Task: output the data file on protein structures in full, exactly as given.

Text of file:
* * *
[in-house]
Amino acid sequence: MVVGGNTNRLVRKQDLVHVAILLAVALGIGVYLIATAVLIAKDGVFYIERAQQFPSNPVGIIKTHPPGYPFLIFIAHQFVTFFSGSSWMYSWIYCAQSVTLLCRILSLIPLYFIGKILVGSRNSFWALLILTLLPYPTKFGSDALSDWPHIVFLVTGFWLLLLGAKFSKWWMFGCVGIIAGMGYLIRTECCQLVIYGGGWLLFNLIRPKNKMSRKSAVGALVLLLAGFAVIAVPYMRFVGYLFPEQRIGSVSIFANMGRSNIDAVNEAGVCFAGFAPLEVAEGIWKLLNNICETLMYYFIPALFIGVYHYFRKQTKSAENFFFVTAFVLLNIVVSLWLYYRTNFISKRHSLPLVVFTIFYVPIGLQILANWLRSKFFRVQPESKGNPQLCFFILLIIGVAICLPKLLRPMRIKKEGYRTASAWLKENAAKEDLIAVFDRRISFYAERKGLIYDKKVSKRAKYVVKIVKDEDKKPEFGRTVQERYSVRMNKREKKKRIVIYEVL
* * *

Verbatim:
[in-house]
Amino acid sequence: MVVGGNTNRLVRKQDLVHVAILLAVALGIGVYLIATAVLIAKDGVFYIERAQQFPSNPVGIIKTHPPGYPFLIFIAHQFVTFFSGSSWMYSWIYCAQSVTLLCRILSLIPLYFIGKILVGSRNSFWALLILTLLPYPTKFGSDALSDWPHIVFLVTGFWLLLLGAKFSKWWMFGCVGIIAGMGYLIRTECCQLVIYGGGWLLFNLIRPKNKMSRKSAVGALVLLLAGFAVIAVPYMRFVGYLFPEQRIGSVSIFANMGRSNIDAVNEAGVCFAGFAPLEVAEGIWKLLNNICETLMYYFIPALFIGVYHYFRKQTKSAENFFFVTAFVLLNIVVSLWLYYRTNFISKRHSLPLVVFTIFYVPIGLQILANWLRSKFFRVQPESKGNPQLCFFILLIIGVAICLPKLLRPMRIKKEGYRTASAWLKENAAKEDLIAVFDRRISFYAERKGLIYDKKVSKRAKYVVKIVKDEDKKPEFGRTVQERYSVRMNKREKKKRIVIYEVL